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Marx: On Labor, Praxis and Instrumental Reason

Author(s): David M. Rasmussen


Source: Studies in Soviet Thought, Vol. 20, No. 3 (Oct., 1979), pp. 271-289
Published by: Springer
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DAVID M. RASMUSSEN

MARX: ON LABOR, PRAXIS AND INSTRUMENTAL


REASON

The issue regarding the relationship between labor and praxis in Marx's
thought pertains to whether or not Marx inadvertently presented an instru
mental definition of labor and, as a consequence, a questionable concept of
praxis in his reflections on the nature of modern society.1 If Marx presented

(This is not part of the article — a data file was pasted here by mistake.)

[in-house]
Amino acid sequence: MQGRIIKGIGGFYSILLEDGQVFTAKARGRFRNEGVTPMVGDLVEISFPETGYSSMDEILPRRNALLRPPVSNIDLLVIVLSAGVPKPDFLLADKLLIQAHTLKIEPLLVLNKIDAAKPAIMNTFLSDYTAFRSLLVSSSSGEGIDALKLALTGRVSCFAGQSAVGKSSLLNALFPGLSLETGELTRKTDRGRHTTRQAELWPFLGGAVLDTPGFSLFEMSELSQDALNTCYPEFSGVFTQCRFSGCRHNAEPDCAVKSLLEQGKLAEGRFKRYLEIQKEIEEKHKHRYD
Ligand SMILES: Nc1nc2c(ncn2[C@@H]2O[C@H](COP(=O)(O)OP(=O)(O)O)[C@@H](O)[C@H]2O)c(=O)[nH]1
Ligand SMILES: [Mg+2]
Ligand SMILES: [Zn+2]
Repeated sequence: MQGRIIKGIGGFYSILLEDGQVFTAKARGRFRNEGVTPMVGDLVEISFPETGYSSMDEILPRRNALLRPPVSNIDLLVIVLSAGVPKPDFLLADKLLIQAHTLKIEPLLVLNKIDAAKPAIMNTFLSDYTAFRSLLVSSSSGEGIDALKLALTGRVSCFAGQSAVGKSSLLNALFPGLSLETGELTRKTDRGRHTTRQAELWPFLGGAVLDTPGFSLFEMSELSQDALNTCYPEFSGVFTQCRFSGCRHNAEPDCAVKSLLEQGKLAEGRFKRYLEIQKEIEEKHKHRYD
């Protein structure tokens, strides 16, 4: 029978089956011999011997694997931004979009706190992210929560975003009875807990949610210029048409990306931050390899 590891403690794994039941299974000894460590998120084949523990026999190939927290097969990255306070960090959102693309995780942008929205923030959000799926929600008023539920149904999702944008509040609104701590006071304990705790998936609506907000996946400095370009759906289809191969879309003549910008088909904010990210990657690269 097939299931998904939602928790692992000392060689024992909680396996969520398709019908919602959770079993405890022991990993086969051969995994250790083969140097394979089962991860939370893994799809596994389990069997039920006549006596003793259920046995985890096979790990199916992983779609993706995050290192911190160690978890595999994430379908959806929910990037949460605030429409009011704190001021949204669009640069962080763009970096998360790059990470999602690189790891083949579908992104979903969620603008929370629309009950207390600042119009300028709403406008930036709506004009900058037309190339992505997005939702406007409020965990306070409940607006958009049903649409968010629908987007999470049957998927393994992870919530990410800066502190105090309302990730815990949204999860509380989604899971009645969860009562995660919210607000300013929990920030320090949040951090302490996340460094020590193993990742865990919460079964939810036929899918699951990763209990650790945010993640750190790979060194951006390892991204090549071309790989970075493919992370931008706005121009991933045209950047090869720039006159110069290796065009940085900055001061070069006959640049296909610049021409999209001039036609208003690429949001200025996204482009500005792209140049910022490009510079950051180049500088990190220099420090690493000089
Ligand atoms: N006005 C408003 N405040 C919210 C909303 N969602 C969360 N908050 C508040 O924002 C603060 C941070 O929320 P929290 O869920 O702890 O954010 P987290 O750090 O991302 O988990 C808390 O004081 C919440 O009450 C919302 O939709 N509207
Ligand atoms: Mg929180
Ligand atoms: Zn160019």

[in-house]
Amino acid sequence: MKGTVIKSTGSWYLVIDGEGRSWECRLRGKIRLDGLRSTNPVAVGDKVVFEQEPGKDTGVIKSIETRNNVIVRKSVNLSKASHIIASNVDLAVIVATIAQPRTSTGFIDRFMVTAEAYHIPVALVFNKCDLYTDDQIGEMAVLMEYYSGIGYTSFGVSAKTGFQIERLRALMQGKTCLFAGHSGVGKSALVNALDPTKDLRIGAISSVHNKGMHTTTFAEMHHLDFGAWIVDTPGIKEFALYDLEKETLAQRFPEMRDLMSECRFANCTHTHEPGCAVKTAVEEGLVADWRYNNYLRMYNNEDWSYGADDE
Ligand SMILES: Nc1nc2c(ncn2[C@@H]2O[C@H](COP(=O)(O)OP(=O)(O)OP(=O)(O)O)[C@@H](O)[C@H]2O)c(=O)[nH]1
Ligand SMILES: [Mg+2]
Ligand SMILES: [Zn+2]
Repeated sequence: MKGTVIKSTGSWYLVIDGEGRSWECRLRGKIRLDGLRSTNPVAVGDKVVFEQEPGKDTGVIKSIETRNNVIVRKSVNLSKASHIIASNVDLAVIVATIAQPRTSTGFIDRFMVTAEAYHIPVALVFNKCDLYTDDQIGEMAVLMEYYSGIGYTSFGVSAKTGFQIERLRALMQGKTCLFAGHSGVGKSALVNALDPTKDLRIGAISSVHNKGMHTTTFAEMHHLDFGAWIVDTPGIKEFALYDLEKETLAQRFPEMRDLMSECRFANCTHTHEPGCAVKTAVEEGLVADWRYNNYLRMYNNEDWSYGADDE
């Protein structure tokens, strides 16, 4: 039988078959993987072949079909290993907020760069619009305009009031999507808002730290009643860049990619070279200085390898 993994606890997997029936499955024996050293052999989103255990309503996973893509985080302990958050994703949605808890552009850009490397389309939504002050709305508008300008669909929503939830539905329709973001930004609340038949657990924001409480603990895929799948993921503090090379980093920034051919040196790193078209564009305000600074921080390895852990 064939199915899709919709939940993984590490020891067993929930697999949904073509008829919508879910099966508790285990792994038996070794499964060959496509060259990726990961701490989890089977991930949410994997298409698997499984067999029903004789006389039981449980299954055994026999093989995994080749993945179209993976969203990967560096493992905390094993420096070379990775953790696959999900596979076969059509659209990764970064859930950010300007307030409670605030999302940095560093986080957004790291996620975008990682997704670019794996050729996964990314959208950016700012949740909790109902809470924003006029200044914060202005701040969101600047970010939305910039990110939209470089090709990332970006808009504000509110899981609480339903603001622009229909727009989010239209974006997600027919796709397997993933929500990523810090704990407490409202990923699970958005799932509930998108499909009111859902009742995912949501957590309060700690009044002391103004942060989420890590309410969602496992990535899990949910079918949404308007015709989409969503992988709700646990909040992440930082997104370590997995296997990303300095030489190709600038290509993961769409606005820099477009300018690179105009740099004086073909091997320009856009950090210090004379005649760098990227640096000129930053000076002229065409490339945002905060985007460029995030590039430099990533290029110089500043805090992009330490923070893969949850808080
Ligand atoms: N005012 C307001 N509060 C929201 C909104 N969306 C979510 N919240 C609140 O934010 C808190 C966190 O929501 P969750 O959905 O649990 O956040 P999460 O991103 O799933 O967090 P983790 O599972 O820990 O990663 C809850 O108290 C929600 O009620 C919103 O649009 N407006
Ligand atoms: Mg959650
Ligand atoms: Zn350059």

such a definition, it would follow that he is the true author of bureaucratic
socialism, the latter being little other than the socialist alternative to Western
and non-Western forms of capitalist domination. This is not a simple problem
since it involves not only a consideration of Marx's thought but also a concise
reconstruction of the repository of socio-political thought of the modern
period, beginning with Hobbes and including Hegel.
At the outset one must note that the modern formulation of the notion of
labor was not given by Marx or even by Hegel: rather it finds its original
statement in Hobbes. C. B. Macpherson, in his illuminating study of Hobbes,
argues against prevailing interpretations, most notably that of Leo Strauss,
that Hobbes presents a political theory of modern society essentially con
sistent with the rubrics and categories of a possessive market society. Funda
mental to this argument is the claim that Hobbes deduces moral obligation